Payments for Organs, Medical Self-Defense, and the Risk of the Rich Buying Up All Available Organs:

I continue the excerpts from my Medical Self-Defense article, by rebutting arguments that banning payment for organs is necessary to avoid very grave harms. In this post, I deal with the arguments that banning payment is needed to keep rich patients from "jumping the queue." I've already discussed the risk of organ robbery; in future posts, I deal with the arguments that banning payment is needed to keep poor providers from being improperly exploited, or to avoid supposedly inherently improper "commodification" of the human body.

As before, please recall that the footnotes are available here, so if you wonder where I got some of the data, you might check there first.

[C]onsider the concern that allowing payment for organs would let rich patients buy up all available organs, and leave poorer patients without the chance of a transplant. This result can similarly be avoided with regulation rather than prohibition.

Organ transplants are expensive. They are already available only to those who have health insurance, government-provided health care, or their own funds. All people, rich or poor, who are up for transplants thus already have some health care funders paying for their care.

And long-term care used while transplants are unavailable is even more expensive than transplants; for kidneys, transplants cost on average about $100,000 less than long-term dialysis. Health care funders would save money by paying up to $100,000 per kidney, again whether the patient is rich or poor. This means we can still maintain the current need-based system, but just have the health care funder for each person who's next in line pay for the person's new organ; the result will likely be savings for the funders, a greater pool of available organs, and no extra advantage for the rich.

Even if for some organ, transplants wouldn't save money, and the health care funder would have to pay $30,000 per organ to compensate providers, this will hardly be a huge burden to absorb. Each year, about 15,000 Americans are added to the nonkidney transplant waiting lists; even if that number doubles once organs becomes more available, that would still only constitute .012% of the 250 million Americans with health insurance. If each organ cost $30,000, and this price wasn't offset by any savings in alternative treatment costs, this would mean an increase in insurance costs of $4 per year per insured.

The "rich outbidding others" concern only arises if (1) the rich or their insurers pay so much that other health care funders can't keep up, and (2) the other funders' payments don't suffice to make enough organs available for all patients. Even if we think this is likely -- if we think the rich would pay $200,000 per kidney, other health care funders wouldn't pay more than $100,000, and this payment wouldn't yield enough organs for everyone -- this only supports capping payments at the level that all funders would pay, likely the level at which they'll still be saving money by getting an organ instead of paying for long-term dialysis.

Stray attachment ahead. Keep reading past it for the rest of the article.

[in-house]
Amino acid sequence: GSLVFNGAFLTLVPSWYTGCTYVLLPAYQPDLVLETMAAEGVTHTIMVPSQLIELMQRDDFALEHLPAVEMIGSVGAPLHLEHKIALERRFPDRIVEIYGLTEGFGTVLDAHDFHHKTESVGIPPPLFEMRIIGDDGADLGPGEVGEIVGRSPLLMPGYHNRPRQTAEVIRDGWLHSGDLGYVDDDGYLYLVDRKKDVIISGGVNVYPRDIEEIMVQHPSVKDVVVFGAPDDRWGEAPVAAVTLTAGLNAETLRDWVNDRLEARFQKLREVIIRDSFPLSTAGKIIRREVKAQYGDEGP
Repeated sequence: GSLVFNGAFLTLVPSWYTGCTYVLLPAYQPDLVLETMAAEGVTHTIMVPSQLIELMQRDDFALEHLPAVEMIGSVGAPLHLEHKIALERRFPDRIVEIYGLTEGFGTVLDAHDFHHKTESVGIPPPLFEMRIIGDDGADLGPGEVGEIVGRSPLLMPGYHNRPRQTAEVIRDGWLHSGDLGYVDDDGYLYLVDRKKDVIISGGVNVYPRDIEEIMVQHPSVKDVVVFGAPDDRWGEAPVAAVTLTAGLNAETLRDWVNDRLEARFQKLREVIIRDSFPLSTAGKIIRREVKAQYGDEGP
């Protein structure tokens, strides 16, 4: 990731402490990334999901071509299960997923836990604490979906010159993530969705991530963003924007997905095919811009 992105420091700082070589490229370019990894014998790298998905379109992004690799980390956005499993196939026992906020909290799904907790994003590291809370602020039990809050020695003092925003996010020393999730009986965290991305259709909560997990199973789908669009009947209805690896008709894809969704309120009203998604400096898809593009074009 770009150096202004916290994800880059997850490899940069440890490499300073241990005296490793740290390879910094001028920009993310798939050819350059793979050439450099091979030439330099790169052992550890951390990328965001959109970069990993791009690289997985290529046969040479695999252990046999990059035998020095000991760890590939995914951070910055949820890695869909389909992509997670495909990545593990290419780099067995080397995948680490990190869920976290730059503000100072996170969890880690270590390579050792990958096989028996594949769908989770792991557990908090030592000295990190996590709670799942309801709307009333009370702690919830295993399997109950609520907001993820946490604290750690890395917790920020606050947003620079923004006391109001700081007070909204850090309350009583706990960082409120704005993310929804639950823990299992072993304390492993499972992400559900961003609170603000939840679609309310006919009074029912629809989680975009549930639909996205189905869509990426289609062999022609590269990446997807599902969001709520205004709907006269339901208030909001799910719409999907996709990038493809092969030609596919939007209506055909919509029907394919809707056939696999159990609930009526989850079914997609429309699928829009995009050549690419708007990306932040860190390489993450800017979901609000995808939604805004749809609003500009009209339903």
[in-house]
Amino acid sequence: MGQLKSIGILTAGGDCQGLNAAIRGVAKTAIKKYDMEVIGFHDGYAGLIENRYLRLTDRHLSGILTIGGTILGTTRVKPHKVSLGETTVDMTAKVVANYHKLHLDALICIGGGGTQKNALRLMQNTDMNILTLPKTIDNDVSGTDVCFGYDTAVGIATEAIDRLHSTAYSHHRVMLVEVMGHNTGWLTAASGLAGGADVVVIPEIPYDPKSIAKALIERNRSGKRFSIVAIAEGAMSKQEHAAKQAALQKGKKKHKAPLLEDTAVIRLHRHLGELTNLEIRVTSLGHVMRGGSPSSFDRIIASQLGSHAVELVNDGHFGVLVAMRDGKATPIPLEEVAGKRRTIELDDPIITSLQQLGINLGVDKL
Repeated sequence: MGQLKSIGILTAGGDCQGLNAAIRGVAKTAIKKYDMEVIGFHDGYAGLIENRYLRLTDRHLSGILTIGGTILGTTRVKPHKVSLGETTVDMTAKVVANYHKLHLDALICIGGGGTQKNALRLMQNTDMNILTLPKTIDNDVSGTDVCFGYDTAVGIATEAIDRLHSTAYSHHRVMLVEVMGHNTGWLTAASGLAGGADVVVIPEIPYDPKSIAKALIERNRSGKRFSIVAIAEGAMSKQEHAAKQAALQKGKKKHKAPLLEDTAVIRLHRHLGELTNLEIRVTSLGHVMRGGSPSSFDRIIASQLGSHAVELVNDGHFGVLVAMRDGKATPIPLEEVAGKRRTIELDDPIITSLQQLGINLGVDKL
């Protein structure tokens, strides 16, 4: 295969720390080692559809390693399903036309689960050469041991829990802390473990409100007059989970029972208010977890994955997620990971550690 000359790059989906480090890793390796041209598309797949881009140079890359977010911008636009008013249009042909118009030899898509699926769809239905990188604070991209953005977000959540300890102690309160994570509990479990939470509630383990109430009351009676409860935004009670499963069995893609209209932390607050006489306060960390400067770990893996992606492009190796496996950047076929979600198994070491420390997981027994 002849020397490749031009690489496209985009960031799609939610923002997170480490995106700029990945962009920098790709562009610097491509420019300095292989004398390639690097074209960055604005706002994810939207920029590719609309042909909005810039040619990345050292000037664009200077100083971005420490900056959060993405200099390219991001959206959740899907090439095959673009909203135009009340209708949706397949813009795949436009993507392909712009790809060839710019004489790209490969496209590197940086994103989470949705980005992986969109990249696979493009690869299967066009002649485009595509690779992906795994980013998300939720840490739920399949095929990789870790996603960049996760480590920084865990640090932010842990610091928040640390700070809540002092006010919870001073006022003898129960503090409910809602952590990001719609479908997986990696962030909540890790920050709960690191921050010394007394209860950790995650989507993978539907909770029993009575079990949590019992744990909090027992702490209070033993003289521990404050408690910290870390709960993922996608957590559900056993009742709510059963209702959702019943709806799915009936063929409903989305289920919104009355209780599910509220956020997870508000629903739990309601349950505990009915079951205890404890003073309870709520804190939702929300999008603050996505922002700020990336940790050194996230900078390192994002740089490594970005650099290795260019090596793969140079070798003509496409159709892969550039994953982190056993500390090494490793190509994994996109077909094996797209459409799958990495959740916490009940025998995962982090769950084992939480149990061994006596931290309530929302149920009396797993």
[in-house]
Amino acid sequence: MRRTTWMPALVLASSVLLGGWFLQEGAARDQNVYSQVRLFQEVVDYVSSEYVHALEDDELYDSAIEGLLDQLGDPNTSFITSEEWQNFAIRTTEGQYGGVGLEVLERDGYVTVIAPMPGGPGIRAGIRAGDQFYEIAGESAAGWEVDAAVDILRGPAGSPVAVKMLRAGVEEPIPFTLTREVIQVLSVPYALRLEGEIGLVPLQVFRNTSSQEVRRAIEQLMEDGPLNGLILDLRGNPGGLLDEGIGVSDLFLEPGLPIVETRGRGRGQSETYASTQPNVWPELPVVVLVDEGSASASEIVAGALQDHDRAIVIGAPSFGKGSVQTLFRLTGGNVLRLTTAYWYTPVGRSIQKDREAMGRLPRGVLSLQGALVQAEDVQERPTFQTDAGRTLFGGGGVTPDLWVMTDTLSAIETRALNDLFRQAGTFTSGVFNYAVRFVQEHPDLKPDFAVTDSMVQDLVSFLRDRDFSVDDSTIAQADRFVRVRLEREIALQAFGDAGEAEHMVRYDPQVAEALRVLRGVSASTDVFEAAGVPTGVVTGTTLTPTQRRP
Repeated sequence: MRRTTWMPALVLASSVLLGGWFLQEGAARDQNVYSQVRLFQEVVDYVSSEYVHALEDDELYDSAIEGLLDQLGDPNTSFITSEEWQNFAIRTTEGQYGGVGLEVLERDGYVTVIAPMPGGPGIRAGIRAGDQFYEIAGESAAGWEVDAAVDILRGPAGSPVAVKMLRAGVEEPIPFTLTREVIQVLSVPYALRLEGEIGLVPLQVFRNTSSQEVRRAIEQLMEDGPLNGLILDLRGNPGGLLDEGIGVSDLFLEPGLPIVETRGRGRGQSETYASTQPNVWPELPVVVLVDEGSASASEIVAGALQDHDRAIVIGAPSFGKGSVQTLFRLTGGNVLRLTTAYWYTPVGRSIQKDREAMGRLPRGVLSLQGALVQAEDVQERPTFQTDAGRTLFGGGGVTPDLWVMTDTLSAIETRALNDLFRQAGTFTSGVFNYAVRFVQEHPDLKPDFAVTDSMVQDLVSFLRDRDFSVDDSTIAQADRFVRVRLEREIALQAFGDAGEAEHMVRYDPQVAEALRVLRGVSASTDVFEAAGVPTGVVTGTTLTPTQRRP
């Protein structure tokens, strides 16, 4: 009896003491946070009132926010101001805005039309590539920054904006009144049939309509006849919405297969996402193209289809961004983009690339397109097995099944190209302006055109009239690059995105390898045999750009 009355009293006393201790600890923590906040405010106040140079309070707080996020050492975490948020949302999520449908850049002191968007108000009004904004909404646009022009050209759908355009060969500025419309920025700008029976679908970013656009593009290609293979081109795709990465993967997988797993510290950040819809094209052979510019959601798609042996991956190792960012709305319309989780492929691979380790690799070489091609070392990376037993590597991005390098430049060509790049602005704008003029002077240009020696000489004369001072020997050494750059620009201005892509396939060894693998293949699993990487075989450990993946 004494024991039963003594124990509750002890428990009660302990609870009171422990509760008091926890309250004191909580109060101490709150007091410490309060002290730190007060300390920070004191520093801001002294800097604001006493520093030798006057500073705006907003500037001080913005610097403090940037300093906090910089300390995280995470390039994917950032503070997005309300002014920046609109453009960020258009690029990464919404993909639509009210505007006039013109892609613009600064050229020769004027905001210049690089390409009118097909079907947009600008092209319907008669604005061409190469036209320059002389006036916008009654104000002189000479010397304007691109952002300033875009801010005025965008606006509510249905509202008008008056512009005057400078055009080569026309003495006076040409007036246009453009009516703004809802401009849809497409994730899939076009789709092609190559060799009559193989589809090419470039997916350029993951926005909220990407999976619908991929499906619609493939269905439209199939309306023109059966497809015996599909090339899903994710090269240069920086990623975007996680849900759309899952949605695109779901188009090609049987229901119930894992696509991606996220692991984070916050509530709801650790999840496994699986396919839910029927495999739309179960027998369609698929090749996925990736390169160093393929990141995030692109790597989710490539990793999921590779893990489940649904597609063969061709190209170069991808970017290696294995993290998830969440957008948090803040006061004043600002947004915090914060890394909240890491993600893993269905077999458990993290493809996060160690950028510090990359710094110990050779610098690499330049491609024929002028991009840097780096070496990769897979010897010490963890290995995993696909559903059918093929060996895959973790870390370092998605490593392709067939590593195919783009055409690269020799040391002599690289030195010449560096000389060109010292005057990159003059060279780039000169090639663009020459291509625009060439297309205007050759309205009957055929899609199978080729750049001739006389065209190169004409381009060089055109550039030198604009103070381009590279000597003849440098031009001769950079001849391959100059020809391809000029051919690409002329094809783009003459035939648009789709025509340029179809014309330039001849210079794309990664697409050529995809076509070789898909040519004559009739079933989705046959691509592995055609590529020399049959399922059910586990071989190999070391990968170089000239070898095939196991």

Of course, even the lesser burden created by a payment cap may still be substantial, if the capped payment yields fewer organs and thus leaves some extra people on the waiting list. And this burden may be improper if we conclude that preventing inequality isn't reason enough to interfere with medical self-defense. Where other matters -- private schooling, hiring a criminal lawyer, most forms of free speech, hiring of guards, spending money on highest-quality medical care -- are concerned, we generally don't have the government impose such payment caps, despite egalitarian concerns.

Part of the reason for this is a general respect for property rights, notwithstanding the inequality they necessarily cause, and the view that substantive rights (to educate one's children, speak, get an abortion, or hire a lawyer) include the right to spend money to exercise the right. And part is the fact that there'll be much less provision of valuable services, such as education, legal assistance, or medical care, if those services must be provided subject to a price cap. Equality achieved by leveling everyone down to the same low protection is often, at least in the organ transplant context, the equality of the graveyard.

Nonetheless, perhaps I'm wrong: Perhaps the interest in keeping the rich from getting preferential access to organs is strong enough to trump the medical self-defense right, and would therefore justify barring rich patients from paying extra for such organs. But this equality interest can justify only a cap on payments to organ providers, not the much more burdensome total ban on such payments.